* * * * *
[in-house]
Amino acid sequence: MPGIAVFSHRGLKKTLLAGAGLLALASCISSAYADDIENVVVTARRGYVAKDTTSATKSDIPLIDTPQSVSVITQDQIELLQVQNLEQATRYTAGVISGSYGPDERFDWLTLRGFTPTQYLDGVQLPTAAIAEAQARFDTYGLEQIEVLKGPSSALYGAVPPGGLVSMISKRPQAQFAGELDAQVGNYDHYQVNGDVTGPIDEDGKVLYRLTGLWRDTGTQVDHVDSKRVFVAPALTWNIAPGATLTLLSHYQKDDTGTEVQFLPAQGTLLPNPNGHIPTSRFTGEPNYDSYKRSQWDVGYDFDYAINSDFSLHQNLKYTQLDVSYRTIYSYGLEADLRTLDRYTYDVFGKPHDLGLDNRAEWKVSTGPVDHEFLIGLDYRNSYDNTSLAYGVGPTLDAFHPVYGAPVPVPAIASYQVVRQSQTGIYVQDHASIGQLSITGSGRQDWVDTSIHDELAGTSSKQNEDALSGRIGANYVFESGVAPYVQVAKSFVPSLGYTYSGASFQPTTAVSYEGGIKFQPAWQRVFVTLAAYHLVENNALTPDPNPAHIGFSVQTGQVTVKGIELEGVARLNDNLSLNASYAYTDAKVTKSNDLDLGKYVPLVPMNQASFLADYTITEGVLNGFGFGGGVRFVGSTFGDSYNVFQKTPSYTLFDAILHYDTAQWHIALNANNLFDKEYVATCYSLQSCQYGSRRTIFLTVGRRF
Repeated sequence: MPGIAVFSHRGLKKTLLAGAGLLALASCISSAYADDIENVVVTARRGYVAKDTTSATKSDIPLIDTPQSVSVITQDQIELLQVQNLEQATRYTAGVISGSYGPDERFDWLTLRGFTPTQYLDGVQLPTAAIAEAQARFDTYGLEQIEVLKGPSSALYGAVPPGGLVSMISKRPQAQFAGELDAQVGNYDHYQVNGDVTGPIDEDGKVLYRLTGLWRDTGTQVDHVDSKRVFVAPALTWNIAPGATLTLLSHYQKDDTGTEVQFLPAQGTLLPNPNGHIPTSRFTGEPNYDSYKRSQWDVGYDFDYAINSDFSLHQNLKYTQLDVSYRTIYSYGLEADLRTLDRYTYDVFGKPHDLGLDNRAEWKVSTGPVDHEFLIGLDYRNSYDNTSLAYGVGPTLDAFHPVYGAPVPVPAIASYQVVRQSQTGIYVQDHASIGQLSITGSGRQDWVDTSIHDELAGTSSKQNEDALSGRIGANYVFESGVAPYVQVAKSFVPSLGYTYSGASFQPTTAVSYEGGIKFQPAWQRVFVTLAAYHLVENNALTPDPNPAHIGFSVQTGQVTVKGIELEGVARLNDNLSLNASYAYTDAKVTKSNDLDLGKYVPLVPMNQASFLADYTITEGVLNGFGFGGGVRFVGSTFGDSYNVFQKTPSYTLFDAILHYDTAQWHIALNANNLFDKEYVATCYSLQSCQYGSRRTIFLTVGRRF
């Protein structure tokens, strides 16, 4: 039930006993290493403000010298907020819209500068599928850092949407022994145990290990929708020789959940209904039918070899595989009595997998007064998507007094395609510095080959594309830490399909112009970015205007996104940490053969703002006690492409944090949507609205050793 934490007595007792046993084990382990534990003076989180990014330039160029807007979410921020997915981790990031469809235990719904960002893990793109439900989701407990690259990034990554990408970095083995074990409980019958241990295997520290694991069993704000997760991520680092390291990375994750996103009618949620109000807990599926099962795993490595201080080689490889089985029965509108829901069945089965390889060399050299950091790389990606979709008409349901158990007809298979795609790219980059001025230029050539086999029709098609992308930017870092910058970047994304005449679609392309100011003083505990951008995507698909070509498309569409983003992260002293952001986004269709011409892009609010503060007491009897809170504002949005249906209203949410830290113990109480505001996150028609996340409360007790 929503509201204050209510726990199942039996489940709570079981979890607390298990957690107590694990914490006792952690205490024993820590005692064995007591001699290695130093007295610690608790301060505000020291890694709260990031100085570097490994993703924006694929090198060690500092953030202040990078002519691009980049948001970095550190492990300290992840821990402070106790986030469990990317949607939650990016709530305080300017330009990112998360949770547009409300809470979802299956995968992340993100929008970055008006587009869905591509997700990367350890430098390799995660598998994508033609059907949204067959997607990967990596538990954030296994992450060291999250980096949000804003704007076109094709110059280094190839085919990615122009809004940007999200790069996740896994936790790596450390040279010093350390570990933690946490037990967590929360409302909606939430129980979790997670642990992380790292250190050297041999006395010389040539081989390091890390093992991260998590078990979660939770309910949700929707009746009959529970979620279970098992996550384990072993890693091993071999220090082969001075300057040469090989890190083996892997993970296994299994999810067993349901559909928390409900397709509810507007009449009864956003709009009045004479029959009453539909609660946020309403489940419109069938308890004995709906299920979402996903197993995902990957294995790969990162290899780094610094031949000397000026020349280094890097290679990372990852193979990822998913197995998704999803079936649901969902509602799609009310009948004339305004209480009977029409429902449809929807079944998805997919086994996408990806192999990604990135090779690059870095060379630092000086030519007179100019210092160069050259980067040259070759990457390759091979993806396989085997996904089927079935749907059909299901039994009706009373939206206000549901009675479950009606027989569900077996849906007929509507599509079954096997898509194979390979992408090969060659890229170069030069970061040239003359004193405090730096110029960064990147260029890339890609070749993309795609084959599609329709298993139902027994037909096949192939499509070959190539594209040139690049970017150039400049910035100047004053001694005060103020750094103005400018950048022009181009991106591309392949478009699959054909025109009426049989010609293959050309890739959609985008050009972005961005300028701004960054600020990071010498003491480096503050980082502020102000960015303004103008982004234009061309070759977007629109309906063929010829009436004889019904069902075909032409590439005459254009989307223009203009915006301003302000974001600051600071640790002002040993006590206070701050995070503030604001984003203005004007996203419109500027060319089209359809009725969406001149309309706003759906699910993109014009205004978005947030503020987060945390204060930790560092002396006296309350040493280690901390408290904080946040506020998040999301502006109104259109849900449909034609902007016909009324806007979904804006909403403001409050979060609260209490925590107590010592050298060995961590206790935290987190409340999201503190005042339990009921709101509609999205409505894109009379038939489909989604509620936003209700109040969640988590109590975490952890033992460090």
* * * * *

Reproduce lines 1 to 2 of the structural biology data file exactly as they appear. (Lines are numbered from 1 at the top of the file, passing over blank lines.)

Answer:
[in-house]
Amino acid sequence: MPGIAVFSHRGLKKTLLAGAGLLALASCISSAYADDIENVVVTARRGYVAKDTTSATKSDIPLIDTPQSVSVITQDQIELLQVQNLEQATRYTAGVISGSYGPDERFDWLTLRGFTPTQYLDGVQLPTAAIAEAQARFDTYGLEQIEVLKGPSSALYGAVPPGGLVSMISKRPQAQFAGELDAQVGNYDHYQVNGDVTGPIDEDGKVLYRLTGLWRDTGTQVDHVDSKRVFVAPALTWNIAPGATLTLLSHYQKDDTGTEVQFLPAQGTLLPNPNGHIPTSRFTGEPNYDSYKRSQWDVGYDFDYAINSDFSLHQNLKYTQLDVSYRTIYSYGLEADLRTLDRYTYDVFGKPHDLGLDNRAEWKVSTGPVDHEFLIGLDYRNSYDNTSLAYGVGPTLDAFHPVYGAPVPVPAIASYQVVRQSQTGIYVQDHASIGQLSITGSGRQDWVDTSIHDELAGTSSKQNEDALSGRIGANYVFESGVAPYVQVAKSFVPSLGYTYSGASFQPTTAVSYEGGIKFQPAWQRVFVTLAAYHLVENNALTPDPNPAHIGFSVQTGQVTVKGIELEGVARLNDNLSLNASYAYTDAKVTKSNDLDLGKYVPLVPMNQASFLADYTITEGVLNGFGFGGGVRFVGSTFGDSYNVFQKTPSYTLFDAILHYDTAQWHIALNANNLFDKEYVATCYSLQSCQYGSRRTIFLTVGRRF